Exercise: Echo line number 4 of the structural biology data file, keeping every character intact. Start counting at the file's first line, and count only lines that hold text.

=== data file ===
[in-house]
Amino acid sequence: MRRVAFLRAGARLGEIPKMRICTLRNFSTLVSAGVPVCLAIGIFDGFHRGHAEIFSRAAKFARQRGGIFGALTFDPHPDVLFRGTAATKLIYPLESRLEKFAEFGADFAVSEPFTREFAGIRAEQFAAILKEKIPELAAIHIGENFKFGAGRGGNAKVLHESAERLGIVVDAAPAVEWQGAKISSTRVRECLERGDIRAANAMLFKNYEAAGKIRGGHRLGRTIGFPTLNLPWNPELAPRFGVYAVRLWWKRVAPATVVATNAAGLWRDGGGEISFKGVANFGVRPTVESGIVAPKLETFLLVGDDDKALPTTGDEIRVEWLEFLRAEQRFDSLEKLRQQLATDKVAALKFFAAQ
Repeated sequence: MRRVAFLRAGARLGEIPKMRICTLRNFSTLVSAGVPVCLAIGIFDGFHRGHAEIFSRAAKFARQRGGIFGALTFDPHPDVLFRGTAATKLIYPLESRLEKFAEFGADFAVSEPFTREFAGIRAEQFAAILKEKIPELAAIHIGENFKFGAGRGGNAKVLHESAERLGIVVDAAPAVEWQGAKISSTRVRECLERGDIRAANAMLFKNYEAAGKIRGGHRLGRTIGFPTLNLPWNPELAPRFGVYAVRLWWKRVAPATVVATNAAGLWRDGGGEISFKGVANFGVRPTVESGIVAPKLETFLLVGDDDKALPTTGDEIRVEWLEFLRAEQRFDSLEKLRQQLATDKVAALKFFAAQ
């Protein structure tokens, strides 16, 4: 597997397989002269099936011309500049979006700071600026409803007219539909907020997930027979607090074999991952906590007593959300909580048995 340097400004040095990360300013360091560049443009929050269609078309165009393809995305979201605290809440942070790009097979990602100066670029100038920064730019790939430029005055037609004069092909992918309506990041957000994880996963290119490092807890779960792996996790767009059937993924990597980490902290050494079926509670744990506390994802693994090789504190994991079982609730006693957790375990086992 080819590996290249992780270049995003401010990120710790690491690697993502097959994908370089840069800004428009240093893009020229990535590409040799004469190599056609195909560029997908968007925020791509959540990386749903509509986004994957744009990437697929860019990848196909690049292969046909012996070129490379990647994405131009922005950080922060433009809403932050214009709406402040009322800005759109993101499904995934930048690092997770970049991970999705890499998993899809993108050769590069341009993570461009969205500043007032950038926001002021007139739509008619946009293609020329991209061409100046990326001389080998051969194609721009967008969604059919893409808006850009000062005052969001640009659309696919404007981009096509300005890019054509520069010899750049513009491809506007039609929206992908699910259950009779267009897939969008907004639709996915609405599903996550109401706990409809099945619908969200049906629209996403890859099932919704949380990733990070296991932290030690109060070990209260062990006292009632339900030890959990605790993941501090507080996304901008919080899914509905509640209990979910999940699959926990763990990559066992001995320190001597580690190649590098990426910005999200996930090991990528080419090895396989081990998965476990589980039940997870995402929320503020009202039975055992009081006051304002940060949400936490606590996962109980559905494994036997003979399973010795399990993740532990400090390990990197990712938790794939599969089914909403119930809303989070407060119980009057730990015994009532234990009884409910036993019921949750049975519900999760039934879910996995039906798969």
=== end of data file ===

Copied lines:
């Protein structure tokens, strides 16, 4: 597997397989002269099936011309500049979006700071600026409803007219539909907020997930027979607090074999991952906590007593959300909580048995 340097400004040095990360300013360091560049443009929050269609078309165009393809995305979201605290809440942070790009097979990602100066670029100038920064730019790939430029005055037609004069092909992918309506990041957000994880996963290119490092807890779960792996996790767009059937993924990597980490902290050494079926509670744990506390994802693994090789504190994991079982609730006693957790375990086992 080819590996290249992780270049995003401010990120710790690491690697993502097959994908370089840069800004428009240093893009020229990535590409040799004469190599056609195909560029997908968007925020791509959540990386749903509509986004994957744009990437697929860019990848196909690049292969046909012996070129490379990647994405131009922005950080922060433009809403932050214009709406402040009322800005759109993101499904995934930048690092997770970049991970999705890499998993899809993108050769590069341009993570461009969205500043007032950038926001002021007139739509008619946009293609020329991209061409100046990326001389080998051969194609721009967008969604059919893409808006850009000062005052969001640009659309696919404007981009096509300005890019054509520069010899750049513009491809506007039609929206992908699910259950009779267009897939969008907004639709996915609405599903996550109401706990409809099945619908969200049906629209996403890859099932919704949380990733990070296991932290030690109060070990209260062990006292009632339900030890959990605790993941501090507080996304901008919080899914509905509640209990979910999940699959926990763990990559066992001995320190001597580690190649590098990426910005999200996930090991990528080419090895396989081990998965476990589980039940997870995402929320503020009202039975055992009081006051304002940060949400936490606590996962109980559905494994036997003979399973010795399990993740532990400090390990990197990712938790794939599969089914909403119930809303989070407060119980009057730990015994009532234990009884409910036993019921949750049975519900999760039934879910996995039906798969």